Is a university course in the use of social media a degree too far?
As of next year, Birmingham City University will begin offering a one-year master's degree in social media.
From reports on sites such as Mashable, the emphasis will be on the use of social networking applications from Facebook to Twitter as business tools.
Although social media undoubtedly has some interesting connotations for fields like sociology — and as a sub-set in marketing, PR, media or business — it is difficult to see how an academic qualification will add value in a field which (a) changes so quickly (b) is still very much based on trial and error and (c) is as much about interpersonal relationships as anything. Of course, that's not to say that you can't learn to use social media as a business tool — quite the opposite in fact. But it does beg the question, what is the best way to learn to do just that.
Is it something that can be learned in a classroom or is the only way to figure it out, to simply get stuck in and learn as you go?
As always, the answer probably lies somewhere in the middle. There are undoubtedly things that you can learn about social media (although I'm not sold on the classroom idea). What little I would claim to know about social media has often come through conversations with others — online and offline — about what has worked for them.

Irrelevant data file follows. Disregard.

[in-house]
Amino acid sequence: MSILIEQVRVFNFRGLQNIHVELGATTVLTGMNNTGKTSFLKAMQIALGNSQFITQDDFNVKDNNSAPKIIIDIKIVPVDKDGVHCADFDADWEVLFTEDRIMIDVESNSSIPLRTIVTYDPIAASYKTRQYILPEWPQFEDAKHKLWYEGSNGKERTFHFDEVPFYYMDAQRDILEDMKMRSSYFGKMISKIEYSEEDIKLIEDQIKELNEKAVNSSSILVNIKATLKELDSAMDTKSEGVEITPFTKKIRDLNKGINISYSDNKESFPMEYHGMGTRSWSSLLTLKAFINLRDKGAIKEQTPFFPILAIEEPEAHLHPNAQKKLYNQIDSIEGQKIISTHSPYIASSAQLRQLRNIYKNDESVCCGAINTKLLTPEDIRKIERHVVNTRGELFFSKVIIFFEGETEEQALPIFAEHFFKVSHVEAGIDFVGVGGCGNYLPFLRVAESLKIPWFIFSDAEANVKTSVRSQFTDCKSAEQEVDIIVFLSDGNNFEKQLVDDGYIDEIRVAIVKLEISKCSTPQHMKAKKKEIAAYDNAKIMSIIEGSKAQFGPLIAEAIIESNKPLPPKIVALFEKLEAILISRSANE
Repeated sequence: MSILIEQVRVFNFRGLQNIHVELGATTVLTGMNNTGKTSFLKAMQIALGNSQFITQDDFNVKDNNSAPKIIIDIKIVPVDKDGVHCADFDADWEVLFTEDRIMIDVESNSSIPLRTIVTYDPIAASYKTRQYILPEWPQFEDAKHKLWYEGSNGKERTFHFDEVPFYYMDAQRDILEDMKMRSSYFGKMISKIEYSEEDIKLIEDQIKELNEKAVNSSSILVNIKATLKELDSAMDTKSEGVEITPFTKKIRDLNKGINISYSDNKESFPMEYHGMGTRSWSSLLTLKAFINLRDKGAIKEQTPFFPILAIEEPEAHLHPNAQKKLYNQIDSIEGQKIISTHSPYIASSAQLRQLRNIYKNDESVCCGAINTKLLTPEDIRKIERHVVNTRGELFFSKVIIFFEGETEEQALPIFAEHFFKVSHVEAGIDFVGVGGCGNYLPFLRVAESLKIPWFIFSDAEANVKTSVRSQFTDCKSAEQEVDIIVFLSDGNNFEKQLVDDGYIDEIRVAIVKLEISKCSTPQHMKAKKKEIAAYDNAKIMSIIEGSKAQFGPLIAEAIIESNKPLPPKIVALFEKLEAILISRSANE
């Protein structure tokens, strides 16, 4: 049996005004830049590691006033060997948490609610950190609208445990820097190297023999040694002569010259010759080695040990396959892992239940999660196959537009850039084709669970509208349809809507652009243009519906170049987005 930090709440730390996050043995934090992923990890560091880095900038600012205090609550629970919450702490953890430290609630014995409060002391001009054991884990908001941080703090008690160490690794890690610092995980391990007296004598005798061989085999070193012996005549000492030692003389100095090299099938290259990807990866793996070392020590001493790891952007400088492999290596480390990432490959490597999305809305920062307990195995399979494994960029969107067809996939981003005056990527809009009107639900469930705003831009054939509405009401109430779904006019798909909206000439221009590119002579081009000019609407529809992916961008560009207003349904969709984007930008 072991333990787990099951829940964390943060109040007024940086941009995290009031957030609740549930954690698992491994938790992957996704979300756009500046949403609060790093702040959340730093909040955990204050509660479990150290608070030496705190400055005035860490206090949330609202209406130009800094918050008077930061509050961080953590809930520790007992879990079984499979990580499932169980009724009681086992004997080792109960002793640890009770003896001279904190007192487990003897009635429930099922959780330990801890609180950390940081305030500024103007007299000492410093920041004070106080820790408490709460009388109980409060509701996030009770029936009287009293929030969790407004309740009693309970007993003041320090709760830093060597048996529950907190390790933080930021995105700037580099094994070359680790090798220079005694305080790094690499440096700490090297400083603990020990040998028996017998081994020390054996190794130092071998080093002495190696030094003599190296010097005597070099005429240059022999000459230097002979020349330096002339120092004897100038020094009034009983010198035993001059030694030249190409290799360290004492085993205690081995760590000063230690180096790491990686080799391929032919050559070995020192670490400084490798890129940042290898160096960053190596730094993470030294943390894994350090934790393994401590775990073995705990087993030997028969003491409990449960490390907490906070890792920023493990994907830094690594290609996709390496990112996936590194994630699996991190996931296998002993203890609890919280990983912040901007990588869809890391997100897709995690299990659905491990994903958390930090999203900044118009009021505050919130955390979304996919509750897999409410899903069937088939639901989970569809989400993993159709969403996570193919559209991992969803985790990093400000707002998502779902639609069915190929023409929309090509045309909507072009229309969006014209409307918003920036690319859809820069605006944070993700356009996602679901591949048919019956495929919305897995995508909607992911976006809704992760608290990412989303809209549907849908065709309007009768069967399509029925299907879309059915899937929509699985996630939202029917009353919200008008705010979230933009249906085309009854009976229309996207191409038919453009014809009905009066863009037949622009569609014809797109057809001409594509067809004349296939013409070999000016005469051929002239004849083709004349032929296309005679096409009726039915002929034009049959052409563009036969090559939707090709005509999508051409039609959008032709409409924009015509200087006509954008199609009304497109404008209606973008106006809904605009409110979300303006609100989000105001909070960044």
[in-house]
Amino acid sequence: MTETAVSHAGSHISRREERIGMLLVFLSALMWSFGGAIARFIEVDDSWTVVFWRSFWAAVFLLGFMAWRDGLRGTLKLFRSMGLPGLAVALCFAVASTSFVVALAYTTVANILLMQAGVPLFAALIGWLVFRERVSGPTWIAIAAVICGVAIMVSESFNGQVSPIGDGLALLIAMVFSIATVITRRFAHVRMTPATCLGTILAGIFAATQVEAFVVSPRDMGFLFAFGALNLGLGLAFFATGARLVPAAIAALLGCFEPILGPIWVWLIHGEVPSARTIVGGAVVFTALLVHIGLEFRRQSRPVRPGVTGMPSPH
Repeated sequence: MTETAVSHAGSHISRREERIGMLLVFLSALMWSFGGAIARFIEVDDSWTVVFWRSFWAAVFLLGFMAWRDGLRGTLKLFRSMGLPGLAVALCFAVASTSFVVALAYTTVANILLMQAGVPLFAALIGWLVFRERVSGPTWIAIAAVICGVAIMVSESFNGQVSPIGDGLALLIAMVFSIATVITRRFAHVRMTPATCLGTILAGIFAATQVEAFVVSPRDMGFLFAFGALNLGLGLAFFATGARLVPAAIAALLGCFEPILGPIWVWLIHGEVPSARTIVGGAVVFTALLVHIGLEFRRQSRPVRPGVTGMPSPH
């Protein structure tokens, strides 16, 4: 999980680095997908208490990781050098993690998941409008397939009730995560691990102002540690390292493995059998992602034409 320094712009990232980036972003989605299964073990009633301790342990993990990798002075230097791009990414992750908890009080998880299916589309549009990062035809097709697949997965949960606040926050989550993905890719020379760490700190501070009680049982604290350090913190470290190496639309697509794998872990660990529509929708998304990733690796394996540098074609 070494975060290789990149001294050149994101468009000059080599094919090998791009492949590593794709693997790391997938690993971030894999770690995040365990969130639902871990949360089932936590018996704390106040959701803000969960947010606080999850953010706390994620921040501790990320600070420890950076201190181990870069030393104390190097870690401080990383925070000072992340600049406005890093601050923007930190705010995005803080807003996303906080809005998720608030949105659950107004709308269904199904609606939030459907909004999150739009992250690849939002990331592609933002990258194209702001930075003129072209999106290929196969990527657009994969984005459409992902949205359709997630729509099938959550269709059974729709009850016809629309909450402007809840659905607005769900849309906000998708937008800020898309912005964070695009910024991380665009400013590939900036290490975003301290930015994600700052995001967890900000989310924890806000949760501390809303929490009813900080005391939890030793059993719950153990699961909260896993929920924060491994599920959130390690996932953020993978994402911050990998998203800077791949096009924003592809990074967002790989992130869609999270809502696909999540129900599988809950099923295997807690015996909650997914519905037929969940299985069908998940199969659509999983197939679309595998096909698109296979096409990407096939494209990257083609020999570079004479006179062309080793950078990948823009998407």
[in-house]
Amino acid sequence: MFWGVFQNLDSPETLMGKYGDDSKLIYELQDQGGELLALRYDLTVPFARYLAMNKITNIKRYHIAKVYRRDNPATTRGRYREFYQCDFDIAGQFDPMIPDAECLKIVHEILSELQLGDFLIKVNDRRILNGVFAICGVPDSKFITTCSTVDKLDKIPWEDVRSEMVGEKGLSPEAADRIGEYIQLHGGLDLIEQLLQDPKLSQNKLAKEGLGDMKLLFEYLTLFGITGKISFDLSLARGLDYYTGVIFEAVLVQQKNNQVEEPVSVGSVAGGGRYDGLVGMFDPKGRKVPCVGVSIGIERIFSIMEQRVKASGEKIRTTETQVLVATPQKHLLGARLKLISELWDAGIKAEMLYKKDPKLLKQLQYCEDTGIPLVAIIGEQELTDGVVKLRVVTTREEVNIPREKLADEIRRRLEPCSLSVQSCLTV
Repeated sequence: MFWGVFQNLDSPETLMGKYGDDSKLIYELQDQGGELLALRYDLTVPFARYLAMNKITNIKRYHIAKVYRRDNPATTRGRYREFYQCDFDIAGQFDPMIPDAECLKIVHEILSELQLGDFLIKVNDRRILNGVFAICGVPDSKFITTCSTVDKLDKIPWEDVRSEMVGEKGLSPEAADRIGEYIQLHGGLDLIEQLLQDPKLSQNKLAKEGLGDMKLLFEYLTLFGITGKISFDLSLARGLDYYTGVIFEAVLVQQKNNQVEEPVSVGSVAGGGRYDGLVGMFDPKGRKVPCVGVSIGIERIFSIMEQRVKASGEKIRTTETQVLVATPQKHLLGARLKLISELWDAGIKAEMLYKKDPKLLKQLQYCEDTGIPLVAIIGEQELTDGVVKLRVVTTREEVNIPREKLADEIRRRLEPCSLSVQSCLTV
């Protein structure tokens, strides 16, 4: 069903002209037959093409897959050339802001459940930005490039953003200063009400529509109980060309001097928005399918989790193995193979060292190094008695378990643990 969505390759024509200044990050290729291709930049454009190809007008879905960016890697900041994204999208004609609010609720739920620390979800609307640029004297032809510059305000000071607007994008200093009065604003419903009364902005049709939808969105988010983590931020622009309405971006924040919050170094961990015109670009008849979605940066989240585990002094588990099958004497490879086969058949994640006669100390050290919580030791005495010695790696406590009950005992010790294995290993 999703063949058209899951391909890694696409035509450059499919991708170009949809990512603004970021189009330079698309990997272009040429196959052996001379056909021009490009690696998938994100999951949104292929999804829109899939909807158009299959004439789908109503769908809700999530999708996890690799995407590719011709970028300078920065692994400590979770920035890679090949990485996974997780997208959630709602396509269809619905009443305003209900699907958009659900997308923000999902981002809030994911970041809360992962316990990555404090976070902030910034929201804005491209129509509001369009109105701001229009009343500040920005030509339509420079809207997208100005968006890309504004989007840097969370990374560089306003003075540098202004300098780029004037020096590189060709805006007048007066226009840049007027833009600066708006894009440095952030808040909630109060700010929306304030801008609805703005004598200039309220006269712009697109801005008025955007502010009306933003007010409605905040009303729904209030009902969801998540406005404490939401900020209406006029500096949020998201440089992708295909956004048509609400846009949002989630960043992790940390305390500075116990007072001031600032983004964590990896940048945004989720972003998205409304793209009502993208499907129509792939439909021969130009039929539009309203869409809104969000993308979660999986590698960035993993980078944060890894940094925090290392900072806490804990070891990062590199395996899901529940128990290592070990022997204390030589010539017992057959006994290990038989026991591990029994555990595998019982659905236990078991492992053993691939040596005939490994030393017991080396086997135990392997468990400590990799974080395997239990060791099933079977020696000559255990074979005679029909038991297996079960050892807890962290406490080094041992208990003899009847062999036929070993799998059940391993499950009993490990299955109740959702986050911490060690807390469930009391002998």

This suggests that there is some level of transferable knowledge, particularly when you are first getting started. And if the uptake of social media workshops and interest in things like Northern Ireland’s own Social Media Association for Business (you can find them on Facebook, of course), is anything to go by, there's both an appetite and a reward in going this route.
Of course, anything you learn from others — be it over a cup of coffee or from a book, blog or workshop — can't really replace the trial and error learning of simply getting stuck in. Your social media experience, by definition, is unique to you. A well-meaning friend can tell you what poking means or how to send your first tweet but they can't teach you how to grow real, valuable relationships over time.
They can tell you how to set up a campaign to improve the likelihood of it ‘going viral' but they can't guarantee it will.
As much as we would love to codify social media marketing into a simple set of rules, we ultimately have to have a go, make mistakes, learn from them and do it all again with the next set of social media tools that come our way.
Can we learn social media? In some ways, yes.
Do you need to rush off to Birmingham in 2011 to stand a chance of getting it right? You'd probably be better just tweeting about it instead.
Mark Nagurski is Derry's Digital Champion. You can contact him via e-mail to firstname.lastname@example.org